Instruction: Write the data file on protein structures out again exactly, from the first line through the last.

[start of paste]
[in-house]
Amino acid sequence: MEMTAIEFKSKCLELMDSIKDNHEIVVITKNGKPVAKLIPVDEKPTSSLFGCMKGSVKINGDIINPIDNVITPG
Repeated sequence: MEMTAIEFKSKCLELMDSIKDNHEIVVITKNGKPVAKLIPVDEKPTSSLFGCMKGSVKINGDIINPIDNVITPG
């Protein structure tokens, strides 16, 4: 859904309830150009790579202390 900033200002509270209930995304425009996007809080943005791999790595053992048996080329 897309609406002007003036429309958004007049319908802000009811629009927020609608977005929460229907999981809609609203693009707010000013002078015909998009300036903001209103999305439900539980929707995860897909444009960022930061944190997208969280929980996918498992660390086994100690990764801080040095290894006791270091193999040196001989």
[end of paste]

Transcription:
[in-house]
Amino acid sequence: MEMTAIEFKSKCLELMDSIKDNHEIVVITKNGKPVAKLIPVDEKPTSSLFGCMKGSVKINGDIINPIDNVITPG
Repeated sequence: MEMTAIEFKSKCLELMDSIKDNHEIVVITKNGKPVAKLIPVDEKPTSSLFGCMKGSVKINGDIINPIDNVITPG
């Protein structure tokens, strides 16, 4: 859904309830150009790579202390 900033200002509270209930995304425009996007809080943005791999790595053992048996080329 897309609406002007003036429309958004007049319908802000009811629009927020609608977005929460229907999981809609609203693009707010000013002078015909998009300036903001209103999305439900539980929707995860897909444009960022930061944190997208969280929980996918498992660390086994100690990764801080040095290894006791270091193999040196001989």